Friday, January 22, 2010
Another Reason to Spay Your Dog: Maddie's Story
When you ask people why they choose to not spay or neuter their animals, you hear a multitude of answers, ranging from "It's too expensive" to "I don't want my animal to get fat". So many rumors abound about the dangers of spaying and neutering, and all too often, the reasons TO spay and neuter go unnoticed.
In our blog, we've talked to you about the sad reality of pet overpopulation, and for this reason alone, we've pleaded to you to please try to help control pet overpopulation by spaying and neutering your animals.
What we have haven't mentioned to you is that not only is spaying important to the countless kittens and puppies that don't need to be born, but it's also better for your female dog.
"How can an invasive surgery be better for my dog than just leaving her intact?", we hear asked, time and time again.
Maddie, one of our most recent rescues, is our new poster child for the benefits of spaying. Maddie came to us as an adult, unspayed dog. She was a little skinny, a little dirty, and a little worried about what was going on when we picked her up. Within a few days of being in foster care, Maddie was thriving. She LOVED the attention of her foster mom almost as much as she loved her new sweater :) When we took Maddie in for her physical exam prior to her spay, however, the veterinarian found a few masses in her mammary tissue. During her spay, the vet removed these, and sent them off to be biopsied. As back luck would have it, they came back as cancerous tumors, widespread enough that Maddie, who is just starting to figure out what life is all about, will probably have only 6 months left to live.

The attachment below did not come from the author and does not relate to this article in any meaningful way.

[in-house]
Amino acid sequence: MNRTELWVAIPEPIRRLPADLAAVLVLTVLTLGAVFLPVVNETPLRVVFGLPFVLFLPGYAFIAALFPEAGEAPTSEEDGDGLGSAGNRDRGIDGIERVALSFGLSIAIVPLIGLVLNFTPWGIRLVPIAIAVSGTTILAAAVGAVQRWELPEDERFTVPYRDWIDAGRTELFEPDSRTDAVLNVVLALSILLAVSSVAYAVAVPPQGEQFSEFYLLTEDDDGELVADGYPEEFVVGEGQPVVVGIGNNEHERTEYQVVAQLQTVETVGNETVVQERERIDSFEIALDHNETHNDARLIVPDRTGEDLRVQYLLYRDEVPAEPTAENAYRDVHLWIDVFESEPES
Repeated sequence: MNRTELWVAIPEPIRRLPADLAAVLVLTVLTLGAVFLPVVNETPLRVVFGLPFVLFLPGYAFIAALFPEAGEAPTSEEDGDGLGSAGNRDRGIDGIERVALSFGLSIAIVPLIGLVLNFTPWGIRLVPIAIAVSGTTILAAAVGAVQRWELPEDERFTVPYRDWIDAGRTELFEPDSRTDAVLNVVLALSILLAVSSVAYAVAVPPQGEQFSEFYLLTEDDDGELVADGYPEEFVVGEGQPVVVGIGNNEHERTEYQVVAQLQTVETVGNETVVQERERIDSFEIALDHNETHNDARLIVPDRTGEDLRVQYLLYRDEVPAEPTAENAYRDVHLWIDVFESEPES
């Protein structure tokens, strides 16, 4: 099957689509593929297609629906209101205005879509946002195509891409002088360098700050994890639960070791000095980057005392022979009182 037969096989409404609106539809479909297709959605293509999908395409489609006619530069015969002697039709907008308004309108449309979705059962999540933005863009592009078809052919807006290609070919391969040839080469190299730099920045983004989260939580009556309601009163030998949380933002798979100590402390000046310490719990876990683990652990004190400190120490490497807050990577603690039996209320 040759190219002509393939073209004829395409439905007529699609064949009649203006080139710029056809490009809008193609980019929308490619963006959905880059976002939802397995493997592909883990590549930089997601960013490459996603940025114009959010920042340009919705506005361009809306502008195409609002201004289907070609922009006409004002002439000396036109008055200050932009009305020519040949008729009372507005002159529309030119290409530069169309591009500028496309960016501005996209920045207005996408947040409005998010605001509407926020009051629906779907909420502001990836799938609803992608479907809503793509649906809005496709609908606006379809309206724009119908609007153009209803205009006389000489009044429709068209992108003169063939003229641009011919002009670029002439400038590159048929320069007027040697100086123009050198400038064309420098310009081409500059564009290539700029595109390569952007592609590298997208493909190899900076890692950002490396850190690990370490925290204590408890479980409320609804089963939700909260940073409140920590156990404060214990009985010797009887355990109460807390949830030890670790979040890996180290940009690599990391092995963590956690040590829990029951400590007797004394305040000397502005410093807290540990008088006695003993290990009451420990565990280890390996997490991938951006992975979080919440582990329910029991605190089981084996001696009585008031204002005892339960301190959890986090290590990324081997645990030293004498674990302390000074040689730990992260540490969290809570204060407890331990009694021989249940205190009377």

Now, you may be wondering what this has to do with the fact that she was not spayed when we found her. The very harsh and sad reality is that a dog's chance of getting malignant mammary cancer during their life increases the longer they are left unspayed. Puppies spayed before their first heat have only 0.5% chance of getting malignant mammary cancer in their life. That's one puppy out of 200. If that puppy's owner allows her to go through one heat cycle (a common rumor is that dogs should be allowed to go through one heat cycle before being spayed), her chances go up to 8%. That's 8 puppies out of 100! If she goes through a second heat cycle, her chances rise to 26%, meaning in a litter with 4 female pups, at least one of those puppies will die of mammary cancer. And the odds keep going up with each additional heat cycle.
Although there is always the chance that Maddie could have fallen in the 0.5% of dogs that will get malignant mammary cancer despite spaying, chances are, if she had been spayed by her original owner as a puppy or even a young dog, she would not have developed these tumors.
For her, the damage has already been done. For Maddie, we are just trying to find her a hospice home for her last few months; someone to adore her and spoil her rotten while she's still healthy enough to enjoy it. For all the puppies going to homes today, however, we hope that Maddie's story will encourage owners to spay this generation of puppies, so that these dogs can live long and full lives!